Lower Decks’ “In the Cradle of Vexilon” in Review
It’s dodgy computer time again in the Federation, but for once it’s not psychotic…
The USS Cerritos visits Corazonia, an artificial Ringworld of artists and poets, to replace some power relays. The planetary operating system, Vexilon, was installed by the world’s builders aeons ago, and is starting to glitch, flooding mountains and replicating burning iced tea. Despite Ransom suggesting to let engineers deal with it, Captain Freeman — having taken a minor course in Archaic Technology — figures she’ll sort the problem herself.
Newly minted Lieutenant Boimler is leading his first away team, along with “Provisional Lieutenant, junior grade,” T’Lyn. Once he has conducted his “confidence ritual,” he becomes even more nervous when T’Lyn points out that the power relays their ensigns have come to replace are very fragile, highly explosive, and must be manipulated in the right order.
Mariner, Rutherford and Tendi have access to the Cerritos’ anomaly storage room, where a bunch of alien artifacts requiring study are kept, including a Vulcan lirpa, Nomad, a bat’leth, a Betazoid gift box, and the notorious Wadi game from the DS9 episode “Move Along Home”.
They are then called by Lieutenant Dirk to manually check all of the thousands of isolinear chips for one broken one, in a junction which fills with nitrogen coolant every hour because the chips are scalding to the touch — and they should report any bites from Billups’ escaped ferret. Tendi believes they’re being hazed with cadet-level meaningless busywork.
Vexilon’s hardware is okay, but the software hasn’t been updated in six million years, so Freeman triggers the update… This causes an immediate shutdown of Vexilon and all the weather and geology it controls — clouds start dropping from the skies and smashing.
There’s a sudden blizzard at the power relays. There, Boimler insists on showing his ensigns how to do the job himself, even though it takes three people for safety. This also dismays the ensigns, who wonder when they’ll get to do some of the mission.
Mariner, Rutherford and Tendi, meanwhile, think they’ve tested every chip to no avail, until Dirk uses a hidden button to reveal the next layer of them, which are hotter and need tongs. He then sets off in pursuit of the ferret. Tendi wants to give him the Orion response to hazing, which involves blindfolded sabre fights, but Mariner develops “a less stabby solution.”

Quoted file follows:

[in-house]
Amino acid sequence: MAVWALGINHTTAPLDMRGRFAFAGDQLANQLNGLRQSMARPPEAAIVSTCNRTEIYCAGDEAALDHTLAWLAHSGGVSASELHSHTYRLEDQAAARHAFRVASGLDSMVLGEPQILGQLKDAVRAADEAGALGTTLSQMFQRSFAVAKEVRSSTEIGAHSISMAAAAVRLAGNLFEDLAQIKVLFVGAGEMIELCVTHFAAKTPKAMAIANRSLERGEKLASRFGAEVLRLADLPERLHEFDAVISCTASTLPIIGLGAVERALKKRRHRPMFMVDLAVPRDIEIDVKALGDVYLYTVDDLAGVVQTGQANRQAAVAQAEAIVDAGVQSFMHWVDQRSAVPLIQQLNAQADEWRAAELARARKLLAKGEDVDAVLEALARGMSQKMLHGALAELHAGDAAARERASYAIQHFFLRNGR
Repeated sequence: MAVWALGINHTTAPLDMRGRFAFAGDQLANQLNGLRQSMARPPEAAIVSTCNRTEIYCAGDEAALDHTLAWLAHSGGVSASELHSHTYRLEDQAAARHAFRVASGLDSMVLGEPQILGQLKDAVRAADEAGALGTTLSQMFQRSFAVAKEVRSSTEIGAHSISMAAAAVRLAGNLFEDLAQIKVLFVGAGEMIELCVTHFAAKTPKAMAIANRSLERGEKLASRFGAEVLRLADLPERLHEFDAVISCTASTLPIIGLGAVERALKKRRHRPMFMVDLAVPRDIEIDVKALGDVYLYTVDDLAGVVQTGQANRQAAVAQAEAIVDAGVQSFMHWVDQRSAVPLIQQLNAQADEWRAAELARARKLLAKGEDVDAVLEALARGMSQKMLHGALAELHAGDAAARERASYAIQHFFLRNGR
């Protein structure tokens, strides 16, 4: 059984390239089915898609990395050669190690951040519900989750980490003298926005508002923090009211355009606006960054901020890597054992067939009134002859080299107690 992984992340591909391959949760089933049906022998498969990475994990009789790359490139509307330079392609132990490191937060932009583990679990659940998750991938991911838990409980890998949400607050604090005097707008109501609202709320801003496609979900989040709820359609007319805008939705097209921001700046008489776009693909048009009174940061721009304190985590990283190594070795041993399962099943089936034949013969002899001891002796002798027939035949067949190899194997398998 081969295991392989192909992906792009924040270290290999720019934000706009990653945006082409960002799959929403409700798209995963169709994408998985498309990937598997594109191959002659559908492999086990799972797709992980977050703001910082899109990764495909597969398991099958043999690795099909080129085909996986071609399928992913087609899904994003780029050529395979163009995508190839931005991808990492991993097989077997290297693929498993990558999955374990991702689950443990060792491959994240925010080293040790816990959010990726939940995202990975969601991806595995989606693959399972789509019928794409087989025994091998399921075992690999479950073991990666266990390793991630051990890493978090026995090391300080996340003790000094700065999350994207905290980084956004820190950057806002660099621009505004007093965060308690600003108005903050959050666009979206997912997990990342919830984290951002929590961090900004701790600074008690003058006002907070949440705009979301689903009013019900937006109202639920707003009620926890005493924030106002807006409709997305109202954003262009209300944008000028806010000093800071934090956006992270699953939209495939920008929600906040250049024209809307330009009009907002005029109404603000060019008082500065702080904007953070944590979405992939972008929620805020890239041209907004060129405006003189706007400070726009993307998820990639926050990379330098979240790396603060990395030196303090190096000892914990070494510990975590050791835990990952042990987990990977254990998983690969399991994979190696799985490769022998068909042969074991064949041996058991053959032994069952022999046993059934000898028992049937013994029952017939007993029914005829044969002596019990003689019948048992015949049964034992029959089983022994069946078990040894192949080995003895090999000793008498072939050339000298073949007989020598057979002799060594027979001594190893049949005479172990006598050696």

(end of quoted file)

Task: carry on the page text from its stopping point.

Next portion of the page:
With Vexilon’s update stalled, Freeman has Billups beam down. She then tries to boot the machine in safe mode, but accidentally begins a new install instead, leading Vexilon to start the world from scratch in a re-genesis, beginning with fjords and primordial ooze. Boimler is removing the last relay, to show his team how it’s done, when Freeman calls to have him put them back — Vexilon can be restored if booted via the relays. At the same time, a volcano erupts outside the relay station.
Mariner’s revenge on Dirk is to set a trap in his quarters, to trap him in the Wadi game with the gift box yelling at him. However, they meet him in the corridor outside, where he reveals he was once trapped in the game for a month and has PTSD about it. Mariner distracts him with talk of Tellarite slop jazz, while Tendi and Rutherford run to find the bad chip and undo the trap.
Dodging lava bombs while carrying the volatile relay cylinders, Boimler refuses to let his team help, in case they’re hurt. T’Lyn convinces him that his promotion was due to his record, which she read, and that he needs to trust his team, as Ransom and Starfleet trust him. Reassured that he can put them in danger, Boimler has them replace the relays.
While Tendi finds the malfunctioning chip, Rutherford falls into their own trap and has to carry the gift box through the Wadi game in record time- it spits him out to knock over the probe from TNG’s “The Inner Light”, which hits the gift box, giving it Kamin’s life story.
Boimler’s team get the relay station back online, allowing Vexilon to reboot successfully and cancel the re-genesis. However, the power core overloads and — as Boimler hits the emergency shutdown button — the building explodes. He then finds himself in a small room with a koala, before returning to life to be told he was the only fatality. At this, Boimler loses consciousness again.
Back on the ship, our heroes have learned that they weren’t being hazed… while Dirk tells Ransom that he gave them a tale about being trapped in the game, and they agree it was a good wind-up…
Whereas out-of-control computers are a staple of the Star Trek franchise, this is a nice fresh take on the trope. It’s also totally understandable to anyone who has become frustrated by updates taking their time.
Splitting the narrative into three means it has smaller arcs to squeeze the gags and easter eggs into. The best easter eggs are in the anomaly room, of course, and the gift box quoting Doctor T’Ana is a highlight, especially since we have to wait so long for the actual T’Ana to appear. Let’s not forget the Hitchhiker’s Guide to the Galaxy reference to the fjords either.
Freeman’s messing the computer up seems a little out of character, while douchey prankster Dirk is performed with a good range. It’s also nice to see more of T’Lyn.
Overall, this has a good set of characters, positive dialogue, and gags, as well as the annual equation of the blue koala with death. The gags are good, the music is good, and it balances out well. A good, solid episode of the series.
David A McIntee is a writer and historian who has written for properties such as Doctor Who, Star Wars, Final Destination, and Stargate, as well as having written several adventures in the Star Trek franchise for Pocket Books. He has contributed many pieces to the magazines Star Trek Explorer (née Star Trek Magazine) and Star Trek Communicator, as well as having written nonfiction books about Star Trek: Voyager.